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Level swales, or not so level swales

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Hi friends. I'm making a duck wonderland edible foraging forest. I had a permaculture friend come help with ideas, and she encouraged me to do swales/berms. So I've dug them out, but it is quite impossible to get things level. There are old buried redwood stumps that I've been axing for days, lots of pipes to work around and under. It's not a large space, just a back yard, so I can't avoid this stuff. Also I rent. Also this project got way bigger than I wanted, and I love it, but I'm ready to be done, yesterday.

Aside from uneven water percolation into the soil, is there anything disastrous that's going to happen from unlevel swales? The most important thing to me is getting the water away from the house, so it goes downhill from the downspouts. Otherwise, unless I rent a grinder and a level, it's just not going to happen. Plant nice water loving plants near the low spots?

I have silty soil. Drains really well as long as it's moist. Light and powdery to dig in.

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Location: Southern Illinois
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Hi Gwen,

I don’t know why I didn’t see this earlier.  My understanding is that you want your bottom of the swale to be uneven, that is to very gradually drain away from a house (or whatever structure).

If you have pockets that collect water, I don’t see a problem unless the moisture is too close to a building.

Just my thoughts,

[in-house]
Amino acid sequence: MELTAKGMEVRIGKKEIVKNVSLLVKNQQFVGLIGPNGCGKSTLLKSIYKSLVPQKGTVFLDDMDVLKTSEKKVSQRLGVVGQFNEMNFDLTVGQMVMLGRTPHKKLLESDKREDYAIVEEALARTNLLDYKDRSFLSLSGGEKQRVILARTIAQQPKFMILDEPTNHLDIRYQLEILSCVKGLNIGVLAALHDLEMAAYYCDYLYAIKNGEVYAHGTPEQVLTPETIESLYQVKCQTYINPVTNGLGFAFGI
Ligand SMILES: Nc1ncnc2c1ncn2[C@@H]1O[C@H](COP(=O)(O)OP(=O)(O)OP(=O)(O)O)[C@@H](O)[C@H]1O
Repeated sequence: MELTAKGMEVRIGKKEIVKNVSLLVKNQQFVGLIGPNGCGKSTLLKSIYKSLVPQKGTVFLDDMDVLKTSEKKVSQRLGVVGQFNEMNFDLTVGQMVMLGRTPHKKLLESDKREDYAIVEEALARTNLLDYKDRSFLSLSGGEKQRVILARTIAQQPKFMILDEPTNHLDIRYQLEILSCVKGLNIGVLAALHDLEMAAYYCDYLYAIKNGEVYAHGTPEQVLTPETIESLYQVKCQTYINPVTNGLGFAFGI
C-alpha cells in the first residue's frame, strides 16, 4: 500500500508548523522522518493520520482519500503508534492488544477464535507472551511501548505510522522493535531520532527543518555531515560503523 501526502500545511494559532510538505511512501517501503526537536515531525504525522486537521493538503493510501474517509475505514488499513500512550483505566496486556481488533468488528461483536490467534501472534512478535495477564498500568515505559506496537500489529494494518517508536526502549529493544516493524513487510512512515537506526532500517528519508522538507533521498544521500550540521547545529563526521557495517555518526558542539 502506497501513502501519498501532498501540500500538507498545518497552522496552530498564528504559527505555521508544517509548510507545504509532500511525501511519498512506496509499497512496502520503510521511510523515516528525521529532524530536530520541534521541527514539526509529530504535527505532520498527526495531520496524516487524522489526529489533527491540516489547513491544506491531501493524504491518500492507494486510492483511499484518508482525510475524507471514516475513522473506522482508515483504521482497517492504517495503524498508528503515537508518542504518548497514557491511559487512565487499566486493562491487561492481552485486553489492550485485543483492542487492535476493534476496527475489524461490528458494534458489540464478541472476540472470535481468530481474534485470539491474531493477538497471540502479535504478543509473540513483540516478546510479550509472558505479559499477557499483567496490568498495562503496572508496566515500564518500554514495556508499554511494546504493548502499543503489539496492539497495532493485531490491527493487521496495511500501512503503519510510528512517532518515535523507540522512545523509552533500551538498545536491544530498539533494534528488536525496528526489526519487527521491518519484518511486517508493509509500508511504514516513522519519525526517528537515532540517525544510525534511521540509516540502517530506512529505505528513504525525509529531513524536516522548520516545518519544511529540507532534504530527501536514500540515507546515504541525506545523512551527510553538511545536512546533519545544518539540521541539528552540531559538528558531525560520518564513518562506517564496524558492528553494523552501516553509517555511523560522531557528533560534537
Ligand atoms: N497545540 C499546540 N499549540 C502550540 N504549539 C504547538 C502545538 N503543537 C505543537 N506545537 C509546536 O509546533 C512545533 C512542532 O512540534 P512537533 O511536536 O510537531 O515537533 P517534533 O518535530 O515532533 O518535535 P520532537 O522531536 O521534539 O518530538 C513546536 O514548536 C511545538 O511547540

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Location: Pacific Wet Coast
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One thing I've heard is that you want to "plan a swale on grade" because it requires the least amount of moving of dirt.
Then there's reality and it sounds as if you're dealing with that, Gwen! Sooo...

If the bottom of the swale is level, the swale will fill with water to the same depth everywhere and that water will hopefully all sink into the ground rather than run off. If you have to have deeper/shallower areas due to obstacles, just be aware that the shallow spots won't get as much benefit.

If the top of the swale is level and on grade, if you have a *really* big storm, the water should overflow everywhere along the edge like a "sheet". If the top is *not* level, whatever spot is low, in a big storm, all the water will exit from the low spot in a rush risking erosion. Depending on the type of storms expected, some people intentionally plan for that and treat that "low spot" with flat rocks and a place for that water to go that's safe and responsible.

At this point from your description, you need to see how it responds as is to small storms and try to picture what would happen if it was a large storm and just make sure you aren't going to flood yourself or your neighbor any worse than if you hadn't altered the yard at all.
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